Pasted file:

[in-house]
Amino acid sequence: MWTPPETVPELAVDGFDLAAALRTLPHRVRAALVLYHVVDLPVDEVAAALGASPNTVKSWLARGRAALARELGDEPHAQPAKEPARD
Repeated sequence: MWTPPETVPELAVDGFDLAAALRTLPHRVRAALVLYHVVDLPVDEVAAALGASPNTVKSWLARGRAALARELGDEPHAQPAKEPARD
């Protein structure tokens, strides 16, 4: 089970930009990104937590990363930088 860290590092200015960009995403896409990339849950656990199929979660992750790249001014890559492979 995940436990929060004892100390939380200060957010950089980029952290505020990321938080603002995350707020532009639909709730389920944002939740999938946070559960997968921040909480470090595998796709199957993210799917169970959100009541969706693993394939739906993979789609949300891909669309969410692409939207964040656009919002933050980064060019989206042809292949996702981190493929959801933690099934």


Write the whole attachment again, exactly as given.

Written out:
[in-house]
Amino acid sequence: MWTPPETVPELAVDGFDLAAALRTLPHRVRAALVLYHVVDLPVDEVAAALGASPNTVKSWLARGRAALARELGDEPHAQPAKEPARD
Repeated sequence: MWTPPETVPELAVDGFDLAAALRTLPHRVRAALVLYHVVDLPVDEVAAALGASPNTVKSWLARGRAALARELGDEPHAQPAKEPARD
């Protein structure tokens, strides 16, 4: 089970930009990104937590990363930088 860290590092200015960009995403896409990339849950656990199929979660992750790249001014890559492979 995940436990929060004892100390939380200060957010950089980029952290505020990321938080603002995350707020532009639909709730389920944002939740999938946070559960997968921040909480470090595998796709199957993210799917169970959100009541969706693993394939739906993979789609949300891909669309969410692409939207964040656009919002933050980064060019989206042809292949996702981190493929959801933690099934």